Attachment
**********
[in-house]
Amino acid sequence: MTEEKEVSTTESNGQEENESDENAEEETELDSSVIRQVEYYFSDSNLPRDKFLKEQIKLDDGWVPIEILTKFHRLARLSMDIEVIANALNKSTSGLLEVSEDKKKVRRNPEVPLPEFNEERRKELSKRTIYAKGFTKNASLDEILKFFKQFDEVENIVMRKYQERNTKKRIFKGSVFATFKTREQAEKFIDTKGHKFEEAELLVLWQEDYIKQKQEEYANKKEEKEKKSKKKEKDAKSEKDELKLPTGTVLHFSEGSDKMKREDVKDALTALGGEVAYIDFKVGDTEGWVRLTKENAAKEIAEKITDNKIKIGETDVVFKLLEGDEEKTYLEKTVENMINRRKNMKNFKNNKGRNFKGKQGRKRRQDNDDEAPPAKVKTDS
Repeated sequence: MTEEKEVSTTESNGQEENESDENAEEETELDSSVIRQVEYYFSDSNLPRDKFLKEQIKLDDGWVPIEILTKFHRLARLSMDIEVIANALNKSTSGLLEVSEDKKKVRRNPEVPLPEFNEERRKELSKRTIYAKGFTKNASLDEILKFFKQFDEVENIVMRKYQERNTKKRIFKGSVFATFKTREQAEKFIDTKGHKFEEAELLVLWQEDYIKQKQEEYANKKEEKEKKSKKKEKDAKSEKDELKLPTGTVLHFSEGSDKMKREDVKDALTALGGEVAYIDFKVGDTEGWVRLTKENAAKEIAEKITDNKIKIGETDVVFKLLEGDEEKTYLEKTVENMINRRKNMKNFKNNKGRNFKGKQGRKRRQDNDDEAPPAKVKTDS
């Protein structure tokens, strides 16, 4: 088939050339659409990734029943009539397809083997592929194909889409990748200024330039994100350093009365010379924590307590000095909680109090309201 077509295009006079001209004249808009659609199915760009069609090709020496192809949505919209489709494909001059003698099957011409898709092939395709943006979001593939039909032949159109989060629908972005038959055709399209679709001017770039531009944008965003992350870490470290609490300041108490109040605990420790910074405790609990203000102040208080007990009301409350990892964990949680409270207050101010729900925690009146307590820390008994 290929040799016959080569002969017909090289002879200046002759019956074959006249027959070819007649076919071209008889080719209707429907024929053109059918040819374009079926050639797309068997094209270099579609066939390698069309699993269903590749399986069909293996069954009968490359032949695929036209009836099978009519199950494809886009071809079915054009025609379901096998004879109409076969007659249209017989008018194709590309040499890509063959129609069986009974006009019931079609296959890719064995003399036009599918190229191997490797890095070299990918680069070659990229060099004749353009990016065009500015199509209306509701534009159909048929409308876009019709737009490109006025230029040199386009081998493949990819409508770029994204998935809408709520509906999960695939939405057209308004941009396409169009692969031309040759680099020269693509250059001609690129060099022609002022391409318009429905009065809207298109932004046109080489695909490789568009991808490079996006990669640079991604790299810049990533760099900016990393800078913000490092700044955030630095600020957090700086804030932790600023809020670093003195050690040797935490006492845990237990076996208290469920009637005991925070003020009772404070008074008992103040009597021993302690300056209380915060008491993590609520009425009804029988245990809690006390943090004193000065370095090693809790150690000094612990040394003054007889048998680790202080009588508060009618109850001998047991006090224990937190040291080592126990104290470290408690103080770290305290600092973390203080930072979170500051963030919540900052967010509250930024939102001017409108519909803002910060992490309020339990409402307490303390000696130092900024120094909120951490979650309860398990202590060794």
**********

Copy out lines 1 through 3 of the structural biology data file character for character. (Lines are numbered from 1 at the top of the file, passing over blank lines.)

[in-house]
Amino acid sequence: MTEEKEVSTTESNGQEENESDENAEEETELDSSVIRQVEYYFSDSNLPRDKFLKEQIKLDDGWVPIEILTKFHRLARLSMDIEVIANALNKSTSGLLEVSEDKKKVRRNPEVPLPEFNEERRKELSKRTIYAKGFTKNASLDEILKFFKQFDEVENIVMRKYQERNTKKRIFKGSVFATFKTREQAEKFIDTKGHKFEEAELLVLWQEDYIKQKQEEYANKKEEKEKKSKKKEKDAKSEKDELKLPTGTVLHFSEGSDKMKREDVKDALTALGGEVAYIDFKVGDTEGWVRLTKENAAKEIAEKITDNKIKIGETDVVFKLLEGDEEKTYLEKTVENMINRRKNMKNFKNNKGRNFKGKQGRKRRQDNDDEAPPAKVKTDS
Repeated sequence: MTEEKEVSTTESNGQEENESDENAEEETELDSSVIRQVEYYFSDSNLPRDKFLKEQIKLDDGWVPIEILTKFHRLARLSMDIEVIANALNKSTSGLLEVSEDKKKVRRNPEVPLPEFNEERRKELSKRTIYAKGFTKNASLDEILKFFKQFDEVENIVMRKYQERNTKKRIFKGSVFATFKTREQAEKFIDTKGHKFEEAELLVLWQEDYIKQKQEEYANKKEEKEKKSKKKEKDAKSEKDELKLPTGTVLHFSEGSDKMKREDVKDALTALGGEVAYIDFKVGDTEGWVRLTKENAAKEIAEKITDNKIKIGETDVVFKLLEGDEEKTYLEKTVENMINRRKNMKNFKNNKGRNFKGKQGRKRRQDNDDEAPPAKVKTDS